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I start with base saying that this is valid for one by simple algebraic calculus:

This is my base for $ n = 4$ $$ 2 \cdot 4 \leq 4! \Leftrightarrow 8 \leq 24 $$

In my hypotheses just say that exists a number $k$ that satisfies the expression for some $k\geq 4$: $$ 2k < k! $$

And my inductive step I multiply both sides from hypotheses by $(k+1)$ as follows: $$ (k+1) \cdot 2k < k! \cdot (k+1) $$ $$ \Leftrightarrow (k+1) \cdot 2k < (k+1)! $$

So by hypotheses we know that $k\geq 4$ soon can afirms that $2k(k+1) > 2k$. Given that $(k+1)! > 2k(k+1)$ and $2k(k+1) > 2k$ is proved by induction that $2n < n!$

I wrong anything or is insufficient to prove the enunciated?

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    $\begingroup$ In the inductive step you have toshow that $2(k+1) < (k+1)!$ $\endgroup$ – Fred Feb 25 at 8:23
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    $\begingroup$ You need to add an additional step $(k+1)\cdot2k>(k+1)\cdot2$ which is pretty obvious. $\endgroup$ – user Feb 25 at 8:24
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    $\begingroup$ Seems hard to build an inductive proof that avoids the simplification $2n<n!\Leftarrow 2<(n-1)!$, a non-inductive proof. $\endgroup$ – Yves Daoust Feb 25 at 8:25
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    $\begingroup$ "soon can afirms that 2k(k+1)>2k" You don't want to affire $2k(k+1) > 2k$. You want to affirm $2k(k+1) > 2(k+1)$. $\endgroup$ – fleablood Feb 25 at 8:39
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It's often better to prove it in one line:

$2(k+1) = 2k + 2 < k!+2 < k!\cdot (k+1) = (k+1)!$,

where the first inequality is by induction hypothesis and the second inequality holds for $k\geq 4$ anyway (for completeness, it could also be proved by induction).

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Fixe that $2k(k+1) > 2(k+1)$ and not $2k(k+1) > 2k$ and your proof is fine.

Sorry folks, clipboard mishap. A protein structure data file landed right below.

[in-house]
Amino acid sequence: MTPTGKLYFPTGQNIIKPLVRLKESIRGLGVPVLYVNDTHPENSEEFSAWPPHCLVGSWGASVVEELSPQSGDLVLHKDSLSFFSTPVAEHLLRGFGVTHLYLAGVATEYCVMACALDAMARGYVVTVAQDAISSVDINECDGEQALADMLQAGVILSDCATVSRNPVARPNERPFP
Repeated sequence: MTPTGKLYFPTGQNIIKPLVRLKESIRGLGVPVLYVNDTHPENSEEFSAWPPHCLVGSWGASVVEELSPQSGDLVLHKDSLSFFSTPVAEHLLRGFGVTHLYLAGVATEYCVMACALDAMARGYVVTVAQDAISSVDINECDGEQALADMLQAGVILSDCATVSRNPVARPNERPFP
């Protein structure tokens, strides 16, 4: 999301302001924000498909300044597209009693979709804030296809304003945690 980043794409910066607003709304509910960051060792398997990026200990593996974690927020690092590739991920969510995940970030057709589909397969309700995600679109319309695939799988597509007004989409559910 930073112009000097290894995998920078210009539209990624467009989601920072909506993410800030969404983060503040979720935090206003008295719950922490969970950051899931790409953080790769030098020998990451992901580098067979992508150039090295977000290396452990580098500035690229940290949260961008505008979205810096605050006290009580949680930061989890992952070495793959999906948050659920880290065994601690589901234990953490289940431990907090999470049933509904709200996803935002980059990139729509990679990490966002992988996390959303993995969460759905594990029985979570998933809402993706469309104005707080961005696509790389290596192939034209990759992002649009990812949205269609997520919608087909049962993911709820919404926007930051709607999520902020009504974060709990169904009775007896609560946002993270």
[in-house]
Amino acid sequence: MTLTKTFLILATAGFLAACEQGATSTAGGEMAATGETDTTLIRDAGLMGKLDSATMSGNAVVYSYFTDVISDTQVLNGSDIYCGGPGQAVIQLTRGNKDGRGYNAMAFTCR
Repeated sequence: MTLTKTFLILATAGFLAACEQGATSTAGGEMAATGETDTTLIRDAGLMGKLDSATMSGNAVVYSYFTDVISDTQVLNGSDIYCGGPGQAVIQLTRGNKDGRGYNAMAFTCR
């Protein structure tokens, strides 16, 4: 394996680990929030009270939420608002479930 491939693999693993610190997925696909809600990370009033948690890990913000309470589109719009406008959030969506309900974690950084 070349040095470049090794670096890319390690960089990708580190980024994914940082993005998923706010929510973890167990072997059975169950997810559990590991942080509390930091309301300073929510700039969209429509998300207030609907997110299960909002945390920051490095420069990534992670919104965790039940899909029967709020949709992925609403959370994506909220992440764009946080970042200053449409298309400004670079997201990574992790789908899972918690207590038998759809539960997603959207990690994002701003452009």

Alternatively it might be simpler to go left to right rather than right to left

$2k < k!$

$2k + 2 < k! + 2 < k! + 2\cdot 3 < k! + 2\cdot 3\cdot 4 < ...... < k! + k! =$

$2k! < (k+1)k! = (k+1)!$.

....

You know.... as far as inequalities go... this aint even close.

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  • $\begingroup$ Yes this was my second attempt, first I tried get out from $2(k+1) < (k+1)!$ to $2k < k!$ but I spended a lot time and move to on with this attempt from right to left $\endgroup$ – pic Feb 25 at 8:54
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    $\begingroup$ It's always better to go from what you know ($2k < k!$) to what you want to prove ($2(k+1) < (k+1)!$) rather than the other way around. $\endgroup$ – fleablood Feb 25 at 9:04
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A simpler proof:

For all naturals, $$2<(n-1)!\implies 2n< n!$$ and it suffices to prove

$$n\ge3\implies n!>2.$$

Very easily,

$$3!>2$$ and

$$n!>2\implies (n+1)n!>2.$$

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  • $\begingroup$ We silently used the property 1≤n!. you use this on green hightlight right? $\endgroup$ – pic Feb 25 at 8:38
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    $\begingroup$ @pic: not at all, this is from inductive hypothesis. $\endgroup$ – Yves Daoust Feb 25 at 8:38
  • $\begingroup$ Ok, now I see, but the last inequality shouldn't be a $n!+n \leq n!+n!n$ given that $n!$ on $n!n$ can be one ? $\endgroup$ – pic Feb 25 at 8:59
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    $\begingroup$ @pic: I have completely changed my answer. $\endgroup$ – Yves Daoust Feb 25 at 9:29

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